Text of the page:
In some individual cases they do not take it on and I'll have to finish to the end, which is always a burden because we're always taking on more calls and cases.
              Last edited by NickG0103; 12-01-2022, 03:13 PM.

              Comment


              • #14
                Originally posted by NickG0103 View Post

                We learned DUI's in the academy and we are certified by the state to conduct them, however, I've never administered a DUI to anyone outside of the police academy. Therefore, all of the corresponding state paperwork for the after-arrest processing I've actually never done outside of the academy. I'm a bit rusty since it's been over a year and I would have to study it again. When we suspect someone is intoxicated at the patrol level, we call in the Traffic Division to do the DUI for us.

                My classmate who went to a smaller department last month told me his new agency helped him get comfortable with DUI's during his transitional training period and it wasn't a big issue to them.

                Bing_Oh We have a dedicated Traffic Division of 20+ officers that focus on traffic enforcement. They have their own separate fleet and equipment. They perform DUI checkpoints, perform radar, investigate serious motor vehicle accidents with fatalities (accident reconstruction), and direct traffic for major events like concerts.

                At the patrol level, for sexual assaults, child abuse, illegal discharge of firearms, serious assaults/homicides - we notify detectives and most of the time the investigation will be assigned to them.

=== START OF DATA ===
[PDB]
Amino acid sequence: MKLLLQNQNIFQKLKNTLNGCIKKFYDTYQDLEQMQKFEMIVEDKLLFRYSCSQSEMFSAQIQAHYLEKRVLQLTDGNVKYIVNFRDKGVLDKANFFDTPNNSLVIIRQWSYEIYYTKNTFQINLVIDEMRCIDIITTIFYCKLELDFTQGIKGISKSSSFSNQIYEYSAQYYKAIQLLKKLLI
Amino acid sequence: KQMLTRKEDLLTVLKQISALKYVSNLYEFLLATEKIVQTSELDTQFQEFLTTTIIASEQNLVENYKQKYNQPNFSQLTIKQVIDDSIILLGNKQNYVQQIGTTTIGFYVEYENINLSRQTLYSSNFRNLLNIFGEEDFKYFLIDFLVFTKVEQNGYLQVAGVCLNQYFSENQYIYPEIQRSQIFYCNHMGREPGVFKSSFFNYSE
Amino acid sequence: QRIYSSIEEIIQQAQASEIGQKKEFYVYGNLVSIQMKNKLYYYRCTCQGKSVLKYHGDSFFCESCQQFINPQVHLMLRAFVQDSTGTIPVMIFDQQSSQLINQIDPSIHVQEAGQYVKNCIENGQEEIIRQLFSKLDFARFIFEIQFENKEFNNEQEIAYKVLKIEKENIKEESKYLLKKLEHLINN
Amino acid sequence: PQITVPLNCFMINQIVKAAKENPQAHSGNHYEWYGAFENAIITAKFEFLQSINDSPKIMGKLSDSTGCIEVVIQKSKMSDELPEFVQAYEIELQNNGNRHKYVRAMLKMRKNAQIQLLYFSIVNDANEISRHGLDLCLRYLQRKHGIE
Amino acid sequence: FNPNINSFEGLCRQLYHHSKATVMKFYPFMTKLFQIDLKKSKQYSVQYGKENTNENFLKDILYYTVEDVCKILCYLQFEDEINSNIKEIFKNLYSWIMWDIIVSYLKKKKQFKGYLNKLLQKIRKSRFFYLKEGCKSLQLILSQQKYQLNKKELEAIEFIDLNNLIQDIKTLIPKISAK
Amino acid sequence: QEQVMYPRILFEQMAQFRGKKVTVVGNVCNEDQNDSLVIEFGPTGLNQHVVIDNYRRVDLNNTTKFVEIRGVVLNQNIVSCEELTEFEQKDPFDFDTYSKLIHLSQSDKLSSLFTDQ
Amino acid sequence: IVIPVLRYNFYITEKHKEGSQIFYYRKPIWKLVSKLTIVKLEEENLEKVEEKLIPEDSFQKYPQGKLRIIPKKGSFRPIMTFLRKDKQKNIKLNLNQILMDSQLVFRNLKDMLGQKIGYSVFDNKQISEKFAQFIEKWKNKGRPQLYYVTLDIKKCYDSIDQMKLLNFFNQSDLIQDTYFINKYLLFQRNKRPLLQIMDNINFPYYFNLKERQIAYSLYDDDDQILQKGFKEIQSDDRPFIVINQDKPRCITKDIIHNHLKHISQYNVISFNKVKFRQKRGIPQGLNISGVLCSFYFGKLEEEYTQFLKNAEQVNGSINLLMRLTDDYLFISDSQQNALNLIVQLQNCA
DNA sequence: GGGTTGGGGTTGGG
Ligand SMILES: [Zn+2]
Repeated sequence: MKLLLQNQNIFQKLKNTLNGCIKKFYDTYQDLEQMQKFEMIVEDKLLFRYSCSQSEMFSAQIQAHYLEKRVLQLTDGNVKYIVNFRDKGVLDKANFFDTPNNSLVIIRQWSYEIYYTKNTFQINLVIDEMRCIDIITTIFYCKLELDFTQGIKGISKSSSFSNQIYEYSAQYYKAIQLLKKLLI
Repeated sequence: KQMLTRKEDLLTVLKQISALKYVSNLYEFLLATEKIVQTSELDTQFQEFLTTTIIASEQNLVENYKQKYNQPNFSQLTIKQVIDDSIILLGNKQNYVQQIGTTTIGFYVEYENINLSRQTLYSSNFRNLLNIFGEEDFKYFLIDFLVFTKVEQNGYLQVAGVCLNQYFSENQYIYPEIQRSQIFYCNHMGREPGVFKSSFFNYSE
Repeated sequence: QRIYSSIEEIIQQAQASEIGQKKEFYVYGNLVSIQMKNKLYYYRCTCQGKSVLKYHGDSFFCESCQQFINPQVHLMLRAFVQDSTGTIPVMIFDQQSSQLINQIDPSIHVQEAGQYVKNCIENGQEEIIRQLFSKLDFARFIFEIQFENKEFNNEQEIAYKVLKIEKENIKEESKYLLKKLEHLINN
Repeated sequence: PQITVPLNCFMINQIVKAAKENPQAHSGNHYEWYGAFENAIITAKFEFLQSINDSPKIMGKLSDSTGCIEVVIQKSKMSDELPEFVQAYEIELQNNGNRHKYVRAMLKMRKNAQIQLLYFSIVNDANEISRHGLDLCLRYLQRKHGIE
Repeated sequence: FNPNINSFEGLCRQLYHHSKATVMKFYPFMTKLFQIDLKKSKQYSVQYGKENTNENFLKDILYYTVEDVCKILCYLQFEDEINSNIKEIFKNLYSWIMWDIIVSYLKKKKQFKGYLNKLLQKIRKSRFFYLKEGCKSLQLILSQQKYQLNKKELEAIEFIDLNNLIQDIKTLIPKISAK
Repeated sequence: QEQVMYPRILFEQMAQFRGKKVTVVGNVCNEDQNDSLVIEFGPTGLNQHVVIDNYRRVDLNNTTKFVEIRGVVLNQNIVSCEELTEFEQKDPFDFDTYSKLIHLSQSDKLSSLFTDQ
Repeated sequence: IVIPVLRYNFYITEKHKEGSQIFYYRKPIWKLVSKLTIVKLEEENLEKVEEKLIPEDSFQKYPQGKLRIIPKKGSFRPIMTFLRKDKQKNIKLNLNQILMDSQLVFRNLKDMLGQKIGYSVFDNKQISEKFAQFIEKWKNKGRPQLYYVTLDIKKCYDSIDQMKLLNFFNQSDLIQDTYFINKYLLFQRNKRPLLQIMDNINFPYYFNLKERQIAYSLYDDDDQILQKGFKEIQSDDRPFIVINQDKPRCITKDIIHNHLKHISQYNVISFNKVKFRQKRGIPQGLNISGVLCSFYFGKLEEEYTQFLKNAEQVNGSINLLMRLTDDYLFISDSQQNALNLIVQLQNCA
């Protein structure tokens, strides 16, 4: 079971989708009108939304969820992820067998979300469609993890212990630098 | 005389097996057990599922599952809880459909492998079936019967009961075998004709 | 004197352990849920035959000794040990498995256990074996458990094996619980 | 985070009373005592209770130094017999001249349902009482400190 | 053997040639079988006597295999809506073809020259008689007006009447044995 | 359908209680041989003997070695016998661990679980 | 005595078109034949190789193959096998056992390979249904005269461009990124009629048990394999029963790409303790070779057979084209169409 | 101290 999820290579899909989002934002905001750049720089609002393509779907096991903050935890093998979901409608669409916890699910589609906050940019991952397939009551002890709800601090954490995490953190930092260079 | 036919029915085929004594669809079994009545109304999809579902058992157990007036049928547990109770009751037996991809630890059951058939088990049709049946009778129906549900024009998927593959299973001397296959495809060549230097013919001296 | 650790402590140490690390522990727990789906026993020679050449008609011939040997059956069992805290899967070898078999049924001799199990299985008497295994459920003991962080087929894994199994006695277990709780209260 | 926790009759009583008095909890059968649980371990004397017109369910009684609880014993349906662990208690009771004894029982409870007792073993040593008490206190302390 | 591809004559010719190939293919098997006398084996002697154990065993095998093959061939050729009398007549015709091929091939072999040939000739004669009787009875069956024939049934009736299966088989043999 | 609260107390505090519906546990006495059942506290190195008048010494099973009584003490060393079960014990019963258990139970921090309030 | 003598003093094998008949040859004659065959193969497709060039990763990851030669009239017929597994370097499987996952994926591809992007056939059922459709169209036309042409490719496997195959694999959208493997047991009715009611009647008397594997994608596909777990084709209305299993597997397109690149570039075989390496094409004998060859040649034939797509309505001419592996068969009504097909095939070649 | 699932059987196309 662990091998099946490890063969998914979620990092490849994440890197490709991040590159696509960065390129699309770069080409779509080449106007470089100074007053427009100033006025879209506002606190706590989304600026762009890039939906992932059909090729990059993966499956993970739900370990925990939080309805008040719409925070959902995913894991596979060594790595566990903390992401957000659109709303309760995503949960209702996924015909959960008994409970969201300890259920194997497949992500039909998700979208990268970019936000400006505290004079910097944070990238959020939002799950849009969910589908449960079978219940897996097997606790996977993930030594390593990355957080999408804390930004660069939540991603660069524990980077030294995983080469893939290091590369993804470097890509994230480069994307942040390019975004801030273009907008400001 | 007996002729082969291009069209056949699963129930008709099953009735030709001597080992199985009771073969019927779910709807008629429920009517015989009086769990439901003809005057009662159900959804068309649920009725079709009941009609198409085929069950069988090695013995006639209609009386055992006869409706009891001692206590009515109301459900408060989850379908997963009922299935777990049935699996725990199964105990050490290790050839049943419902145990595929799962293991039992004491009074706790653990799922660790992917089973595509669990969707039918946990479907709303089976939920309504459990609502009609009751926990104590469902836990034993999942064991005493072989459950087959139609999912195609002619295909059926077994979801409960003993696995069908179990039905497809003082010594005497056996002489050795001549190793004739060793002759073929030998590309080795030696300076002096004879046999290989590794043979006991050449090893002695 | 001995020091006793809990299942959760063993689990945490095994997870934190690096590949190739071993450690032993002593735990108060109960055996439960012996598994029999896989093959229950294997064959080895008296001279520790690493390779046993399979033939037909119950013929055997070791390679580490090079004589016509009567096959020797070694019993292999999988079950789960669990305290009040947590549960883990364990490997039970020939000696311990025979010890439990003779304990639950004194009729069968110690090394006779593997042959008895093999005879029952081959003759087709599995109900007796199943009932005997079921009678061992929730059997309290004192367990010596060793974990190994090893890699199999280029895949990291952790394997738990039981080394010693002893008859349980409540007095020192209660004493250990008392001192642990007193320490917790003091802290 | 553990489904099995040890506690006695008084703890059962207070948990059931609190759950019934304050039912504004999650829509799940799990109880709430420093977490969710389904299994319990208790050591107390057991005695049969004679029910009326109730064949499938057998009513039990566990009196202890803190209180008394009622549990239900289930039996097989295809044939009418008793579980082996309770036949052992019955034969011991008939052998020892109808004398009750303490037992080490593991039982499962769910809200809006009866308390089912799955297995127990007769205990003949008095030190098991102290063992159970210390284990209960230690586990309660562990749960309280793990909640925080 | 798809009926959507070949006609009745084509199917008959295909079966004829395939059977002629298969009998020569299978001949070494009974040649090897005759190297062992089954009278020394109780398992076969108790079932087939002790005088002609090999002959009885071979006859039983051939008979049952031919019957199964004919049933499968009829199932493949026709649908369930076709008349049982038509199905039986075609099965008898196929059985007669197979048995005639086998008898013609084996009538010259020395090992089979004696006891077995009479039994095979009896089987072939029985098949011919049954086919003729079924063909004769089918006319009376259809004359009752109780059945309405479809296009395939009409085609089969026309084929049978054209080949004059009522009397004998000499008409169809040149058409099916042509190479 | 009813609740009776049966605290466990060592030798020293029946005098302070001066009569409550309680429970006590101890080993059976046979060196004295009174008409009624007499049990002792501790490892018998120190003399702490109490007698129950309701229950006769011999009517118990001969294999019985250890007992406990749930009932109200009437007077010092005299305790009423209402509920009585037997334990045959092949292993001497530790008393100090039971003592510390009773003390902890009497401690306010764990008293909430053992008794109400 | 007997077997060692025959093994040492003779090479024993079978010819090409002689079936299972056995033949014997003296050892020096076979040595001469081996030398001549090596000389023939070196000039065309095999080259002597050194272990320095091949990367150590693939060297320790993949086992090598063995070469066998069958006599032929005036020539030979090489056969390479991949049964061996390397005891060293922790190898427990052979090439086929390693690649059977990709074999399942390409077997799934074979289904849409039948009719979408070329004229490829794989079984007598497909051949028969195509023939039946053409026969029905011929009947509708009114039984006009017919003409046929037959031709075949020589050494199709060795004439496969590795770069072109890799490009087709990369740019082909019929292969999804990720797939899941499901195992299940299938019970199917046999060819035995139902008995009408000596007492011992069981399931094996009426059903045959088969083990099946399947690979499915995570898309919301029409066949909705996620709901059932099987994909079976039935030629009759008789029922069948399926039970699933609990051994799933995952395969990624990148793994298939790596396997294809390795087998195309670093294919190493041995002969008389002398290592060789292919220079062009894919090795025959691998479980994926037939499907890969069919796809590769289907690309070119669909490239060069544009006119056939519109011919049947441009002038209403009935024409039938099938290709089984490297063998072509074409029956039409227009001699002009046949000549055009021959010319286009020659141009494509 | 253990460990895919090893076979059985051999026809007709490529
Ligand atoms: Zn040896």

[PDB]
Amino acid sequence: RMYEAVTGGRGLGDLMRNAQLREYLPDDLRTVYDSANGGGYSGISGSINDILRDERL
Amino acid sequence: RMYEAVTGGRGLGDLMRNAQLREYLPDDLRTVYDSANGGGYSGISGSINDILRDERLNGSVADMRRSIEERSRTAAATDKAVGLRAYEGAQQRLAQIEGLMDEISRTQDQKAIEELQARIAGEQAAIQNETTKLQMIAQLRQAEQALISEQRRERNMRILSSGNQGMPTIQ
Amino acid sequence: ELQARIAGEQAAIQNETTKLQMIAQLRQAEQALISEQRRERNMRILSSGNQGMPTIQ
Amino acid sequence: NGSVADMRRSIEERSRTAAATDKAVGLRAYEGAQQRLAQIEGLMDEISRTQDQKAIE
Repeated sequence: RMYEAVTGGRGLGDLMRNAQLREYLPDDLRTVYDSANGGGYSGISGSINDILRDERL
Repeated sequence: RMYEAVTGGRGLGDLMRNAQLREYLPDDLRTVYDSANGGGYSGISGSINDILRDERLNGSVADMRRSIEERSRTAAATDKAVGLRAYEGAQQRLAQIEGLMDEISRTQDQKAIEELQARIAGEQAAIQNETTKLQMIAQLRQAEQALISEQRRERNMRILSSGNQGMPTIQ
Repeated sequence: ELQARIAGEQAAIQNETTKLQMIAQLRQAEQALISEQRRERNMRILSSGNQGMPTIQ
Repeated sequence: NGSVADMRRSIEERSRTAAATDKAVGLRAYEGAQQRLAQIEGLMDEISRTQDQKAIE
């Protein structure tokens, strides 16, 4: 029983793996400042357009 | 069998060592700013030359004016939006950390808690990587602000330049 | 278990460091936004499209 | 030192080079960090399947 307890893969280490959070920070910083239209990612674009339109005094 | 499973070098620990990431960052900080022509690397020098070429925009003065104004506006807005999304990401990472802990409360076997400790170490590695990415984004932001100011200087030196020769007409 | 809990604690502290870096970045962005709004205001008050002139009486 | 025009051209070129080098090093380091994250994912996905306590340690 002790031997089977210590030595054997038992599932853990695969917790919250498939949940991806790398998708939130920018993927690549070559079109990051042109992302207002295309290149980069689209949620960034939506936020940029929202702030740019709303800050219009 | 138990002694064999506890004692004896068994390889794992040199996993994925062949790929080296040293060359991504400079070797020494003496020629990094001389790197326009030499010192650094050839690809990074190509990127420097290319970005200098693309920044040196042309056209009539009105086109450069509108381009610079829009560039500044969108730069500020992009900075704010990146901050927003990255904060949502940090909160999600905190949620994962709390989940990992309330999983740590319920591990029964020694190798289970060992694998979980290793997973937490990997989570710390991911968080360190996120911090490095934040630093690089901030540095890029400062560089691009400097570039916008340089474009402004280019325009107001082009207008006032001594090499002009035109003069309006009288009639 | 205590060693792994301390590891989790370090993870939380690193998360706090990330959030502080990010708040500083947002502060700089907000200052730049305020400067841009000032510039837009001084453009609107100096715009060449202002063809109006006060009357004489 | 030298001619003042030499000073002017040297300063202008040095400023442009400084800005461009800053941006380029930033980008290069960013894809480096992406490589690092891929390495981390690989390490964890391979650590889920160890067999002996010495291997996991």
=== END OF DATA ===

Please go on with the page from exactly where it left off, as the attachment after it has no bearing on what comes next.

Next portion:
In some individual cases they do not take it on and I'll have to finish to the end, which is always a burden because we're always taking on more calls and cases.
                I have no idea how someone would successfully complete FTO, without ever having demonstrated proficiency in DUIs.

                In my opinion, ALL cops need to be capable of doing DUIs. What are you gonna do if all the traffic guys are busy, let a drunk driver go? If they kill someone a mile down the road, the fact that you are fully trained and certified by the state to do DUIs, will be used to hang you. Your department will leave you swinging in the wind, and there's not a lot your union will be able to do to protect you.

                Read your NHTSA manual. Review your academy notes. Get together with fellow officers, buy them alcohol, and run them through the SFSTs. Study DUI reports written by traffic guys. Grab blank copies of all the forms, and learn how to fill them out.

                Even a low-quality (but righteous) DUI is better than letting a drunk driver go kill someone. A slick defense attorney may get them off, but you may have saved lives.

                Comment


                • #15
                  Originally posted by Aidokea View Post



                  Even a low-quality (but righteous) DUI is better than letting a drunk driver go kill someone. A slick defense attorney may get them off, but you may have saved lives.
                  I don't disagree with you


                  In which case an officer who was not proficient could just do the best he could and let it run.


                  This really sounds like a niche agency where "patrol" just answers calls and ignores everything else.
                  My new word for the day is FOCUS, when someone irritates you tell them to FOCUS

                  Comment